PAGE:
“You can use any kind of water in the biosand filter—well water, borehole water, pond or river water, tap water or rainwater.”

You can use any kind of water in the biosand filter—well water, borehole water, pond or river water, tap water or rainwater. The water must not have been chlorinated though, or the chlorine will kill the biolayer. The water should also not contain any dangerous chemicals, because the biosand filter cannot remove most chemicals from water.

Contaminated water is poured into the top of the biosand filter at least once per day (but not continuously). The water poured into the top of the filter slowly drips through the holes in the diffuser and flows through the sand and gravel. Treated water flows out of the outlet tube. One hour will produce three to four gallons of filtered drinking water.

Pathogens and suspended solids are removed through biological and physical processes that take place in the sand, such as mechanical trapping, predation, adsorption and natural death.

Ideally, the sand should consist of crushed rock and sand types of varying coarseness levels that you can dry and sieve. if this is not available, materials from quarry or pit sand will do. Try to avoid river and beach sand as they are full of organic matter and are difficult to clean.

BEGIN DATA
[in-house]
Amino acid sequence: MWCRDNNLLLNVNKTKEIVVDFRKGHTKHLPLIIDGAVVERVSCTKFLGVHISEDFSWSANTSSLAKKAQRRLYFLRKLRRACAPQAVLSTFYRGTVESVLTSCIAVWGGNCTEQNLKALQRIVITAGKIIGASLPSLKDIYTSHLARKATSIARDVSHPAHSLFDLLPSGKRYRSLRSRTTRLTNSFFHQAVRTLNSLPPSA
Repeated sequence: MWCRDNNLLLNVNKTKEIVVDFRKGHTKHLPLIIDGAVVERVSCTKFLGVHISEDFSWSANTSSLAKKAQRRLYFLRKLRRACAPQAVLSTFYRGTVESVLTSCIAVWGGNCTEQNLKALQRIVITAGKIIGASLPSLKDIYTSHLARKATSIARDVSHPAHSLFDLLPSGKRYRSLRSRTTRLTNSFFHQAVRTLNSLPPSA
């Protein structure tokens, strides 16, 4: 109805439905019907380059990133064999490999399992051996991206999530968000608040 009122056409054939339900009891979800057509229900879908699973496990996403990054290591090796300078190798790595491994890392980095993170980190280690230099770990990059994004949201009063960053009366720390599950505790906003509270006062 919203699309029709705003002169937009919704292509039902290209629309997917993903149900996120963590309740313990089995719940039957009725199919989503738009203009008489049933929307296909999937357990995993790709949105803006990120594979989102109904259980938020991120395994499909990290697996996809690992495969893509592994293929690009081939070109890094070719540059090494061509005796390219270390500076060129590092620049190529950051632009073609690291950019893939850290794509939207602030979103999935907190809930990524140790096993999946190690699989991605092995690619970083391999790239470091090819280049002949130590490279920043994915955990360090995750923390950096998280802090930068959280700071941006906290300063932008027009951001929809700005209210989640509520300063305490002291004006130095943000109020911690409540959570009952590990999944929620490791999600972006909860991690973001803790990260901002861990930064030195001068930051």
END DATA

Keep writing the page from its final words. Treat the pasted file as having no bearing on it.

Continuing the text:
Construction & Results

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The first step to layering is filling the top reservoir with around 12 liters of untreated water (one bucket). Since the reservoir water is higher than the outlet tube, gravity will force the untreated water though the first 22-inch-thick filtering section of sand. The sand in this section should be finer than 0.03 inches. The water will slowly pass through it and then cross the 2-inch-thick separation section bellow it, filled with 0.04- to 0.25-inch gravel. Reaching the bottom, it will cross the 2-inch-thick drainage section, with the coarsest 0.25- to 0.5-inch gravel, and up the pickup tube to the outlet.

The biosand filter has been shown to remove all of the helminthes parasites, which are the largest in size, as well as protozoa like cryptosporidium and giardia, and most bacteria, such as salmonella and E. coli. It will also be fairly effective against many viruses, too.

The filter can also remove up to 95 percent of turbidity (dirt and cloudiness) and up to 95 percent of iron (which people often don’t like because it turns water, laundry and food red!). Like other filters, the biosand filter cannot remove dissolved contaminants or chemicals, such as salt, arsenic or fluoride, which will need boiling. There is also an adaptation of the biosand filter using rusty nails, called the Kanchan Filter, which can remove arsenic from water.

The biosand filter is best used as one step in a multi-barrier approach to safe drinking water. Although the water may look clear after filtration, there may still be some bacteria and viruses in the water. It is necessary to also disinfect the filtered water to ensure the safest drinking water possible. The most common low-cost methods used are chlorine treatment, solar disinfection and boiling.

For more information, including free training and educational materials, visit http://www.cawst.org.

This article was originally published in the SURVIVOR’S EDGE TM Fall 2014 issue. Subscription is available in print and digital editions here.